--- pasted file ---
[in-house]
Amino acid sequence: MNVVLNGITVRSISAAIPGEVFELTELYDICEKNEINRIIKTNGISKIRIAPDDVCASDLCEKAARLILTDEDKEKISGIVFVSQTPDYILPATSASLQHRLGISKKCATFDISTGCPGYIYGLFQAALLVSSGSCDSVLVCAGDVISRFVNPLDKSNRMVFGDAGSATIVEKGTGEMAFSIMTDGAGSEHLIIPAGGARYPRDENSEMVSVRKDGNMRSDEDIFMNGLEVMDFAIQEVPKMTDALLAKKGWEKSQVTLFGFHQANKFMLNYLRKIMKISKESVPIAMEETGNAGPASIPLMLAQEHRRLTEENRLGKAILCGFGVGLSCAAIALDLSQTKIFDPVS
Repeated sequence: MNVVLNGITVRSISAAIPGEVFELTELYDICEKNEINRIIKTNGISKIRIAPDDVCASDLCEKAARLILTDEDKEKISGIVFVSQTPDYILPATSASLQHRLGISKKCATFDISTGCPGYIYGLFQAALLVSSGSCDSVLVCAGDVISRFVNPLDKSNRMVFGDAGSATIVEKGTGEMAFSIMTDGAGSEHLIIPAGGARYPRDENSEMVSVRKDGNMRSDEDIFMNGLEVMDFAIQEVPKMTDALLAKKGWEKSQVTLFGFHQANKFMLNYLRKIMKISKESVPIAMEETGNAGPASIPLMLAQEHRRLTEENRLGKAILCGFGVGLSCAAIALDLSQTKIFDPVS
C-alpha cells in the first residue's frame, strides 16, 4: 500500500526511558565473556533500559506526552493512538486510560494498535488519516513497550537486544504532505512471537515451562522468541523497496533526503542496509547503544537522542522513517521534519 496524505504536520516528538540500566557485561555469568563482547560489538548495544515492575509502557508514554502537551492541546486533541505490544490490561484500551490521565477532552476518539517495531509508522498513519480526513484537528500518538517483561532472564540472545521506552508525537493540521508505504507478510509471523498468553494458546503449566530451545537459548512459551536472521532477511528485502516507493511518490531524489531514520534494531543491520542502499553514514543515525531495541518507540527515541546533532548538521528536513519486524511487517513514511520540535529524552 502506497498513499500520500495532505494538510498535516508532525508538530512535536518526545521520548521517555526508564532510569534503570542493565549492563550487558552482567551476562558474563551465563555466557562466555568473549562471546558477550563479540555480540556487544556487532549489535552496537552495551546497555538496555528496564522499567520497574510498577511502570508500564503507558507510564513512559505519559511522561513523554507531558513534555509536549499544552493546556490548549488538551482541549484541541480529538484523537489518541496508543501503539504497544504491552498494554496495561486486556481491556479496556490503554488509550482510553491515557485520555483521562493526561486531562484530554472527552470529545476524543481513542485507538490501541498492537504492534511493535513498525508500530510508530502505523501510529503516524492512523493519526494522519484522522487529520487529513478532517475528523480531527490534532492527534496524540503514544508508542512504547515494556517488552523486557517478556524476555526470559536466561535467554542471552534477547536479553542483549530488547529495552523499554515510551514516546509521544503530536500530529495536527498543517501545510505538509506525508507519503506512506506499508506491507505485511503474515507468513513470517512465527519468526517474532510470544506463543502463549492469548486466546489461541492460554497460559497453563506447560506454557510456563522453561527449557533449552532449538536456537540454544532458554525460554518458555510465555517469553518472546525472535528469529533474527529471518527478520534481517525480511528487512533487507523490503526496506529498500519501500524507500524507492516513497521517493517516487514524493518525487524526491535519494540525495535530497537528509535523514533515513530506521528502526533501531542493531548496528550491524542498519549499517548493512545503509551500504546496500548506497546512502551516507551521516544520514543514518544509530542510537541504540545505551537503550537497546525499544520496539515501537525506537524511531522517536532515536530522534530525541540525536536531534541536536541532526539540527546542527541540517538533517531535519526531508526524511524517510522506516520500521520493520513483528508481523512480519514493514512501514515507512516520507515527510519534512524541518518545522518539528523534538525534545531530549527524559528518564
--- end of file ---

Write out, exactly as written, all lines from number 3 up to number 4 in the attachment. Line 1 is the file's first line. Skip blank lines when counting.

Repeated sequence: MNVVLNGITVRSISAAIPGEVFELTELYDICEKNEINRIIKTNGISKIRIAPDDVCASDLCEKAARLILTDEDKEKISGIVFVSQTPDYILPATSASLQHRLGISKKCATFDISTGCPGYIYGLFQAALLVSSGSCDSVLVCAGDVISRFVNPLDKSNRMVFGDAGSATIVEKGTGEMAFSIMTDGAGSEHLIIPAGGARYPRDENSEMVSVRKDGNMRSDEDIFMNGLEVMDFAIQEVPKMTDALLAKKGWEKSQVTLFGFHQANKFMLNYLRKIMKISKESVPIAMEETGNAGPASIPLMLAQEHRRLTEENRLGKAILCGFGVGLSCAAIALDLSQTKIFDPVS
C-alpha cells in the first residue's frame, strides 16, 4: 500500500526511558565473556533500559506526552493512538486510560494498535488519516513497550537486544504532505512471537515451562522468541523497496533526503542496509547503544537522542522513517521534519 496524505504536520516528538540500566557485561555469568563482547560489538548495544515492575509502557508514554502537551492541546486533541505490544490490561484500551490521565477532552476518539517495531509508522498513519480526513484537528500518538517483561532472564540472545521506552508525537493540521508505504507478510509471523498468553494458546503449566530451545537459548512459551536472521532477511528485502516507493511518490531524489531514520534494531543491520542502499553514514543515525531495541518507540527515541546533532548538521528536513519486524511487517513514511520540535529524552 502506497498513499500520500495532505494538510498535516508532525508538530512535536518526545521520548521517555526508564532510569534503570542493565549492563550487558552482567551476562558474563551465563555466557562466555568473549562471546558477550563479540555480540556487544556487532549489535552496537552495551546497555538496555528496564522499567520497574510498577511502570508500564503507558507510564513512559505519559511522561513523554507531558513534555509536549499544552493546556490548549488538551482541549484541541480529538484523537489518541496508543501503539504497544504491552498494554496495561486486556481491556479496556490503554488509550482510553491515557485520555483521562493526561486531562484530554472527552470529545476524543481513542485507538490501541498492537504492534511493535513498525508500530510508530502505523501510529503516524492512523493519526494522519484522522487529520487529513478532517475528523480531527490534532492527534496524540503514544508508542512504547515494556517488552523486557517478556524476555526470559536466561535467554542471552534477547536479553542483549530488547529495552523499554515510551514516546509521544503530536500530529495536527498543517501545510505538509506525508507519503506512506506499508506491507505485511503474515507468513513470517512465527519468526517474532510470544506463543502463549492469548486466546489461541492460554497460559497453563506447560506454557510456563522453561527449557533449552532449538536456537540454544532458554525460554518458555510465555517469553518472546525472535528469529533474527529471518527478520534481517525480511528487512533487507523490503526496506529498500519501500524507500524507492516513497521517493517516487514524493518525487524526491535519494540525495535530497537528509535523514533515513530506521528502526533501531542493531548496528550491524542498519549499517548493512545503509551500504546496500548506497546512502551516507551521516544520514543514518544509530542510537541504540545505551537503550537497546525499544520496539515501537525506537524511531522517536532515536530522534530525541540525536536531534541536536541532526539540527546542527541540517538533517531535519526531508526524511524517510522506516520500521520493520513483528508481523512480519514493514512501514515507512516520507515527510519534512524541518518545522518539528523534538525534545531530549527524559528518564